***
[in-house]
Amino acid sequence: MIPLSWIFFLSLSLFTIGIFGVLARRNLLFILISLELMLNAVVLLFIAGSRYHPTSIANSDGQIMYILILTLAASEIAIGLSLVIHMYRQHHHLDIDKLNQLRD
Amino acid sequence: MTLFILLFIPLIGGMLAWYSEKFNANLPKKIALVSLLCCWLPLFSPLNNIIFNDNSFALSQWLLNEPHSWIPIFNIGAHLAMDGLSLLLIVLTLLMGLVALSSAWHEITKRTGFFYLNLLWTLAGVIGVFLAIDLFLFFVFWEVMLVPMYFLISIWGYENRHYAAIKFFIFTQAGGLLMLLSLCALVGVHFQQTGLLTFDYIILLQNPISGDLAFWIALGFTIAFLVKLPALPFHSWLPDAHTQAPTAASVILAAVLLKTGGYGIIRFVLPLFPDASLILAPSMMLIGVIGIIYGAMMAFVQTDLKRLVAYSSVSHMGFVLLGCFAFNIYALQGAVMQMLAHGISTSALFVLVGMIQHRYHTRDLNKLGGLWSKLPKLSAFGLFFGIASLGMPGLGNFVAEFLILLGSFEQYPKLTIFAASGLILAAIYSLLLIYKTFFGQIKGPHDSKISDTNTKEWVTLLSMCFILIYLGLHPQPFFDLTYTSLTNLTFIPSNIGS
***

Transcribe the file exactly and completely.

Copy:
[in-house]
Amino acid sequence: MIPLSWIFFLSLSLFTIGIFGVLARRNLLFILISLELMLNAVVLLFIAGSRYHPTSIANSDGQIMYILILTLAASEIAIGLSLVIHMYRQHHHLDIDKLNQLRD
Amino acid sequence: MTLFILLFIPLIGGMLAWYSEKFNANLPKKIALVSLLCCWLPLFSPLNNIIFNDNSFALSQWLLNEPHSWIPIFNIGAHLAMDGLSLLLIVLTLLMGLVALSSAWHEITKRTGFFYLNLLWTLAGVIGVFLAIDLFLFFVFWEVMLVPMYFLISIWGYENRHYAAIKFFIFTQAGGLLMLLSLCALVGVHFQQTGLLTFDYIILLQNPISGDLAFWIALGFTIAFLVKLPALPFHSWLPDAHTQAPTAASVILAAVLLKTGGYGIIRFVLPLFPDASLILAPSMMLIGVIGIIYGAMMAFVQTDLKRLVAYSSVSHMGFVLLGCFAFNIYALQGAVMQMLAHGISTSALFVLVGMIQHRYHTRDLNKLGGLWSKLPKLSAFGLFFGIASLGMPGLGNFVAEFLILLGSFEQYPKLTIFAASGLILAAIYSLLLIYKTFFGQIKGPHDSKISDTNTKEWVTLLSMCFILIYLGLHPQPFFDLTYTSLTNLTFIPSNIGS